A series of anti-Semitic remarks made by new Congresswoman Ilhan Omar have widened rifts in the Democratic Party and among liberals. Some have criticized her; others made excuses for her, saying she didn’t understand what she was saying; and some, especially in the middle-class left, have defended her comments.
The controversy began in mid-February after Omar — the first Somali-American in Congress — tweeted that support for Israel in Congress was “all about the Benjamins.” When asked who she “thinks is paying American politicians to be pro-Israel,” the Minnesota congresswoman replied: “AIPAC,” that is, the American Israel Public Affairs Committee, a lobbying group.
When she came under a firestorm of criticism, Omar “unequivocally” apologized. But then in early March she repeated her anti-Jewish slander, railing about “the political influence in this country that says it is OK to push for allegiance to a foreign country.” Her clear message is that those who support the U.S.-Israel alliance are traitors, bought out by rich Jews.
To say that a pro-Israel lobby group or the Israeli government — i.e. “Jews” — controls U.S. foreign policy is not only false, it is dangerous, because it feeds Jew-hatred. The U.S. capitalist class is the most powerful ruling class in the world. U.S. gross domestic product is nearly $20 trillion — that’s some 57 times greater than Israel’s. The U.S. rulers support the government of Israel — like they do other capitalist governments — because it’s in the interest of U.S. imperialism to do so.
Democratic Party frays
Some of Omar’s supporters were convinced they had to distance themselves from her comments. New York Times columnist Michelle Goldberg complained that “at a moment when activists have finally pried open space in American politics to question our relationship with Israel, it’s particularly incumbent on Israel’s legitimate critics to avoid anything that smacks of anti-Jewish bigotry. And the idea of Jews as global puppet masters, using their financial savvy to make the gentiles do their bidding, clearly does.”
But Goldberg, like other liberals and leftists, defends Omar saying that “she’s the victim of a double standard.” The real reason she is under attack, Goldberg claims, is because Omar is a “black Muslim woman” and she questions the U.S.-Israel relationship.
Under pressure, House Speaker Nancy Pelosi backed presenting a motion to the House to rebuke Omar for her anti-Semitic remarks. But the Democratic left rebelled and Pelosi buckled, presenting instead a toothless condemnation of a multitude of racist, anti-gay, anti-Islamic and anti-Semitic actions by “white supremacists.”
Trying to keep together the fraying factions of Democrats, Pelosi said that Omar didn’t understand “the full weight of her words.”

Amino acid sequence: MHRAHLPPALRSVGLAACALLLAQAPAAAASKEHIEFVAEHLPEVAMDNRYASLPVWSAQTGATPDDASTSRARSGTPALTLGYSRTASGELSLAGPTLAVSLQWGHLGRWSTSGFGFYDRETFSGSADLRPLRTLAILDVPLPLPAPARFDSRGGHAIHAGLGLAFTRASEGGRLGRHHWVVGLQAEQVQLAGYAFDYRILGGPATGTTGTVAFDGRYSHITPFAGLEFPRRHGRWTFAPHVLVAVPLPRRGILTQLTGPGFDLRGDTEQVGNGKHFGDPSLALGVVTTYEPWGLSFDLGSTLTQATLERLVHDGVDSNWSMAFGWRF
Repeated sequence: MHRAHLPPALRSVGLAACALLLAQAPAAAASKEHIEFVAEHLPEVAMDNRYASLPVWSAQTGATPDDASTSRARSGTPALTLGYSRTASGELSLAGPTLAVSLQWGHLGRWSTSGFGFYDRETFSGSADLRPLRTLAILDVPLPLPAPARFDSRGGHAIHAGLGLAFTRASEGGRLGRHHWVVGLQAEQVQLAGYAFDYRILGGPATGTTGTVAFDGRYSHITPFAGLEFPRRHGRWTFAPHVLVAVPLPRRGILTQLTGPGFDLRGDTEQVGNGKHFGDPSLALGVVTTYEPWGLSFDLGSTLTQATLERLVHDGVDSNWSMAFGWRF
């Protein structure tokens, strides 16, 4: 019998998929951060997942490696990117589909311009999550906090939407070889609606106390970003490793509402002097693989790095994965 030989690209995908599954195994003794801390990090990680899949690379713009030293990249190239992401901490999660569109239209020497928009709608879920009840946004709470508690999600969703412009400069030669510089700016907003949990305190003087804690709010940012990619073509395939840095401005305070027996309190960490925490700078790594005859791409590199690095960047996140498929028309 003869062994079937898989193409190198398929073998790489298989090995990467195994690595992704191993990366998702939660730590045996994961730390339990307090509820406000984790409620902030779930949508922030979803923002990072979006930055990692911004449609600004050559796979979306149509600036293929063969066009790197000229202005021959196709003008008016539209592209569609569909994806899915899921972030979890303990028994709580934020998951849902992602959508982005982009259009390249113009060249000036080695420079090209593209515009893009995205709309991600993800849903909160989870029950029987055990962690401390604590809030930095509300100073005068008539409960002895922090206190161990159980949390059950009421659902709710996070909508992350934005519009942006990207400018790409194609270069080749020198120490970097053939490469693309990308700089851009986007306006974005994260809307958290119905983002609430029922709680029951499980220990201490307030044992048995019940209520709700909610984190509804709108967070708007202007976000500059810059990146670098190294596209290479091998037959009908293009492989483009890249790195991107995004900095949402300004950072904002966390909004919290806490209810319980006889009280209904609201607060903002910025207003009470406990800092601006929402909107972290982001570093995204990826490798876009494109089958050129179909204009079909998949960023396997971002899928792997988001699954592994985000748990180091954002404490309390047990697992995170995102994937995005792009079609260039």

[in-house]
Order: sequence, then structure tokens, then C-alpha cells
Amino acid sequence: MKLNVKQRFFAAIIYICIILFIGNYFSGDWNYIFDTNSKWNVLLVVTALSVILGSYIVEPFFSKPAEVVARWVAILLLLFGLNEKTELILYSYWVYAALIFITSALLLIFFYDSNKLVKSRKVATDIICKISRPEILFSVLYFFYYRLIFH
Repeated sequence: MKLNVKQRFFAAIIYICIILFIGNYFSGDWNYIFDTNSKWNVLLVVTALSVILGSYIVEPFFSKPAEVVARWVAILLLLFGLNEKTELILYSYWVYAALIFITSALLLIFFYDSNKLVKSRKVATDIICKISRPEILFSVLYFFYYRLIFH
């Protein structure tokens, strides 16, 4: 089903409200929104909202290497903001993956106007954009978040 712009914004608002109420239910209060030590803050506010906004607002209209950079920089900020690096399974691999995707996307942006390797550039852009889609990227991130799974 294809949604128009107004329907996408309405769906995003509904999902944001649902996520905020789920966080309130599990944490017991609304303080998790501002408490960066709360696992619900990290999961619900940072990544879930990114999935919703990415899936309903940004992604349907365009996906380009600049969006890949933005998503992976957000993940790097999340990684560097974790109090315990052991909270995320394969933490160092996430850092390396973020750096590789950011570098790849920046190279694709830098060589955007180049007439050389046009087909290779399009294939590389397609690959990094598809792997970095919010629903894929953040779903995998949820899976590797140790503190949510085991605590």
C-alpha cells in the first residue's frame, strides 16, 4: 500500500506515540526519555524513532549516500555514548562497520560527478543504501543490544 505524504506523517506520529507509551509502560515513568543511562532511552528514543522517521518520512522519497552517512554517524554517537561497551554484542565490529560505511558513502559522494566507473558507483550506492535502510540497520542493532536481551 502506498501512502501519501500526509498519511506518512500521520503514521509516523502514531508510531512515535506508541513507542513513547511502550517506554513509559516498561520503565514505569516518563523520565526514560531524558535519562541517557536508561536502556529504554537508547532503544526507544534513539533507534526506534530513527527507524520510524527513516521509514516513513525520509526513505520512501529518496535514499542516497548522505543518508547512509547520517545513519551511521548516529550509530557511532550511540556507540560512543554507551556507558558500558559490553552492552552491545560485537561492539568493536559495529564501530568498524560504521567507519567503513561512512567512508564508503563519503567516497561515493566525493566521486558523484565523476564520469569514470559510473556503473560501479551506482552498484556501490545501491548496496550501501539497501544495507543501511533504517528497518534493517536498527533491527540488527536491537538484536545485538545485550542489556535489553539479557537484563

Some prominent Democratic Party candidates for president didn’t feel any need to take their distance from Omar. Bernie Sanders, who is Jewish, said that what is going on is “an effort to target Congresswoman Omar as a way of stifling” the debate on U.S.-Israel relations.
Sanders conveniently leaves out that it wasn’t Omar’s criticism of policies or actions of the Israeli government that got her in hot water, but her anti-Semitic conspiracy theories.
Jew-hatred has a long history in the class struggle. “I don’t think anyone has been slandered more than the Jews,” Fidel Castro said in a 2010 interview with The Atlantic magazine. “They have been slandered much more than the Muslims because they are blamed and slandered for everything.” Castro added that “over 2,000 years they were subjected to terrible persecution and then to the pogroms.”
When the crisis of capitalism gets so deep that the capitalist class can no longer rule by the old means and the working-class has the chance to take political power, the capitalist rulers will finance and back fascist thugs and promote the most vile centuries-old anti-Jewish slanders and conspiracy theories. They use this to try to convince the working and middle classes that the problem isn’t capitalism — it’s Jewish capitalists and, ultimately, “evil Jews.”
We saw where that ended in Nazi Germany with the slaughter of more than 6 million Jews.
That’s not what is happening today. There is no rise in fascist groups or anti-Semitism in general.
And no one is arguing that Omar or her liberal and “socialist” allies like Alexandria Ocasio-Cortez are for massacring Jews. But Omar and her backers’ promotion of anti-Jewish slanders disorients anyone who falls for them.
The New York Times interviewed some residents of Omar’s congressional district, including some in the Somali-American community. Many Somalis said they remember the support they received from Jewish leaders in Minnesota after a nearby mosque was bombed by white supremacists in 2017 and in the face of profiling after the Sept. 11, 2001, terrorist attacks.
“When religion is under attack, they stand by us, because they’ve been there,” Zahra Ali, told the Times. Ali does not plan to vote for Omar again. “For her to go out there and target, on a daily basis, Jews, is very sad.”